Do not wake me when it’s done
For bad news. For good news
- Published 26.05.19, 9:32 AM
- Updated 26.05.19, 9:32 AM
- 3 mins read
But please don’t.
Can you see? Can you see the moon? You want to ruin it? With bad news? You want to ravish it? With glad news?
Will you not let it be? Can you not let it be? Can you not just let be please? Look at it. Look up.
Or don’t. Suit yourself.
Let me go to sleep. It’s been too long a sleeplessness. It’s been too long that I have kept vigil. It’s been too long that I haven’t batted half an eyelid of half an eye. It’s been too long. Please.
Mahadeb. Mahadeb!! Where are you? Tell them. Tell them from where you are. Tell them from wherever you are. Tell them to let me sleep. Tell them to not wake me. Tell them of this fullness. Tell them of when you decide to wear this fullness reduced. You do, don’t you? When this fullness is reduced to a thinness, that is when you wear it. And you wear it divinely, of course and no doubt, but you do wear the thinness of this fullness. Tell them. Tell them a few truths. And tell them to let me sleep. I have no time. At least for the moment I have no time.
For bad news. For good news. For indifferent news. For news that is in the making, marinating, and will take yet more time to become news. Tell them. Please just tell them. I am tired of the news. Tell them not to wake me up. Tell them to just let me sleep. I need to rest. All of us do. Of course some of us do not realise this and shall later suffer for not realising, but they are them, and to them their lot and their destiny.
I need rest. So don’t wake me up. I looked to the skies. I saw this thing. I saw this celestial thing. And there is nothing I need to see. There is nothing I need to know. I am done. For a few days, at least. In a few days what you see up there too will be a bit done. But today. Or tonight. Just let me sleep. Having seen.
Some things have been coming. Some things have been going. I am not sure. I cannot be sure. It is not in my capacity to be sure. But it most certainly is in my capacity to not to care or to be bothered. I don’t care. I am not bothered.
One thing follows another. That I know. A good thing follows a not so good thing. Or it follows a bad or a terrible thing. And then that bad or terrible thing gets followed by other things. Things that are not so bad, or not so terrible.
There is, for instance, Krishnapaksha. A turn to darkness. An inevitable turn to darkness. No matter what you do, no matter what you believe, no matter what you pray, no matter what you wish. A turn to darkness is a turn to darkness. From light it will turn to dark. And that turn you can do nothing about. That turn is in the nature of things.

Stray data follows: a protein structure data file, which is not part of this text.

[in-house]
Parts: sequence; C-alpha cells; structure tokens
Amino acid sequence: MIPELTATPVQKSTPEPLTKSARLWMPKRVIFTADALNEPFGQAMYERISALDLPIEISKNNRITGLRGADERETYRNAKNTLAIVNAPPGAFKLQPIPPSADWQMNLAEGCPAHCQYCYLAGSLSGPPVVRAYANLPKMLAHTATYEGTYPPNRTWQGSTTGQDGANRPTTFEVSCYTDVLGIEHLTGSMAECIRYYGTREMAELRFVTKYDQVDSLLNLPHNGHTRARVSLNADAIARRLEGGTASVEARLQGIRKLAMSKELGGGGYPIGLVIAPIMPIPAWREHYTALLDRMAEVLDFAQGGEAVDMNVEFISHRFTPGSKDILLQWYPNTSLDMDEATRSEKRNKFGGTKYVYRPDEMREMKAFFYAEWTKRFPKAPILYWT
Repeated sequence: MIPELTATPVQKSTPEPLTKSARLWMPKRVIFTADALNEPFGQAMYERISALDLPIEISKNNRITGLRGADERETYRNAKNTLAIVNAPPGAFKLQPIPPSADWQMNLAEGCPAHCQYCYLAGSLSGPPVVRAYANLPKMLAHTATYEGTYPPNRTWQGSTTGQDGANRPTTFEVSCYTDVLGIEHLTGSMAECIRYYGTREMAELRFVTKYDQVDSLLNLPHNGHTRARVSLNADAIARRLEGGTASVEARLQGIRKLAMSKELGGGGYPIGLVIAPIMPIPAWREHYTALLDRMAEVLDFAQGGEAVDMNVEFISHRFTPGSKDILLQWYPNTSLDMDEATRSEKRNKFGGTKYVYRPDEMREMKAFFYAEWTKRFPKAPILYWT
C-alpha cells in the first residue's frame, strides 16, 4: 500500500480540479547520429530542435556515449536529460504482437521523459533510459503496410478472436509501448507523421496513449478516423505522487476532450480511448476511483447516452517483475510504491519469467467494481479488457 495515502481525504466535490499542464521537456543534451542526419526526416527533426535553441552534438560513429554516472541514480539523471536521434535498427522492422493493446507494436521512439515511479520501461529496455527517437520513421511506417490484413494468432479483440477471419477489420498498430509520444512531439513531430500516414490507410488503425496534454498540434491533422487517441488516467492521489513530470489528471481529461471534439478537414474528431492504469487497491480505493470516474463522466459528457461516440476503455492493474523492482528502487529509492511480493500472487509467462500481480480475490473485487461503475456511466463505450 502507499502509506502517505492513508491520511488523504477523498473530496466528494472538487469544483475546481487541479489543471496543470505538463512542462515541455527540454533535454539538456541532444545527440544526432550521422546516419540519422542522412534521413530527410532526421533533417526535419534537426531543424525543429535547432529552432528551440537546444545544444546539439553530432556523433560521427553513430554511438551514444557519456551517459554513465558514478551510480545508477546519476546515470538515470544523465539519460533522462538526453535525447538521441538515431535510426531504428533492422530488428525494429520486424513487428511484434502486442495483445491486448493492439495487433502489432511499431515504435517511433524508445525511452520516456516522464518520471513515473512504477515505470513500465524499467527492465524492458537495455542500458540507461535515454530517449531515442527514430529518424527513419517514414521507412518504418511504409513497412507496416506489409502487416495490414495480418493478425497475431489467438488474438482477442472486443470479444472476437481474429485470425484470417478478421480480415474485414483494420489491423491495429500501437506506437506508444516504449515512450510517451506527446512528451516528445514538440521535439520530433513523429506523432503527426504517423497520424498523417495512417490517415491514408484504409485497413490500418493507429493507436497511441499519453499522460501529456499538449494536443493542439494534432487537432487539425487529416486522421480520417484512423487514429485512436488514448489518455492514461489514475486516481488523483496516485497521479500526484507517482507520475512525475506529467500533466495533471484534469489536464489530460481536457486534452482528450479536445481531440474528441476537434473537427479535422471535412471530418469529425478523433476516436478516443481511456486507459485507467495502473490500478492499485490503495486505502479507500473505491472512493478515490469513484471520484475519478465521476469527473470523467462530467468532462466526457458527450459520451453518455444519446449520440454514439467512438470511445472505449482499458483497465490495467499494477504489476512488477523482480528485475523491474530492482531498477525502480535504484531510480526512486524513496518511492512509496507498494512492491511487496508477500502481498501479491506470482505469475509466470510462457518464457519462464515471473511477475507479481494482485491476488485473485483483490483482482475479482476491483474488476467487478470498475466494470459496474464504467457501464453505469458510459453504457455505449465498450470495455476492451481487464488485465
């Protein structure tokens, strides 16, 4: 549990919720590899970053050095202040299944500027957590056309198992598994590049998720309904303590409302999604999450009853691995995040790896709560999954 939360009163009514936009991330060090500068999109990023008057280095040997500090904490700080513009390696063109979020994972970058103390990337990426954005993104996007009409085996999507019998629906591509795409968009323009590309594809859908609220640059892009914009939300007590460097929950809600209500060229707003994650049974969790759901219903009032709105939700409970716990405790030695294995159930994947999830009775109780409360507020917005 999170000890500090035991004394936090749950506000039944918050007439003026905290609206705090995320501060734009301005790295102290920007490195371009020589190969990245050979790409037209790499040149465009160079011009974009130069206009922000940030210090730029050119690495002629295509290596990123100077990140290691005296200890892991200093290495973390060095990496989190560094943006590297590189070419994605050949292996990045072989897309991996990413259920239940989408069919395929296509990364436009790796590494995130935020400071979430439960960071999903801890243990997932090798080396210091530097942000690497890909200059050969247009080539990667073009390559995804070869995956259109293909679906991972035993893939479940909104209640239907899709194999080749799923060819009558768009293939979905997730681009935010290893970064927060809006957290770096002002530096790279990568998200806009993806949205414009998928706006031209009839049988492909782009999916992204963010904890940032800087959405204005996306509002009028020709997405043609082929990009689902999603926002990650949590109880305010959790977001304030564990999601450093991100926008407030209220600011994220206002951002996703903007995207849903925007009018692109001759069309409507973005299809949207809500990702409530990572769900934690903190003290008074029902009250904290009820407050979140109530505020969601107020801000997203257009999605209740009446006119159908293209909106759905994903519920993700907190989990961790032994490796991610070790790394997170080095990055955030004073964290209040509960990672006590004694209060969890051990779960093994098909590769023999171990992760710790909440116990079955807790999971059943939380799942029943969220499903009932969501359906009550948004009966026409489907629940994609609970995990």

But nature it is. Nature will play this way and that way. Nature will play contrary games. It will give us light. It will give us the eclipses. And those eclipses Nature will give because it wants to remind us of light and respect what light is and what it gives us. Light gives us leave from darkness. Darkness is where we don’t take the light. Such is light.
And so there is, too, Shuklapaksha, the ascent of light over darkness. It comes. Inevitably. It is the law. It is the law of things as we have known it, and survive by. If there is Krishnapaksha, there must be Shuklapaksha.
Winter is coming. Yes. Be warned. But implicit in that dire dark warning is that Winter was once gone. Therefore, Winter is coming. Winter is not a forever season.
Nothing is. Nothing is forever.
And so, Shuklapaksha. It begins to end the darkness. Slowly, slice after slice, but surely. Shuklapaksha dawns. Nothing can stop it. Light conquering darkness. Layer upon layer, slice upon slice. And slowly it begins to soak up the darkness, which was once complete and convinced of its reign, and slowly does it begin to dispel all that is attached to the dark, favourably or unfavourably, and slowly too does it begin to assert itself as Light. As opposed to Darkness. Shuklapaksha. As opposed to Krishnapaksha.
A chain it is, and caught in that chain are we.
Do not wake me up. Please don’t.
It is nothing new
We’ve seen, it’s all come and gone
It is only a few
Who cannot see the foregone.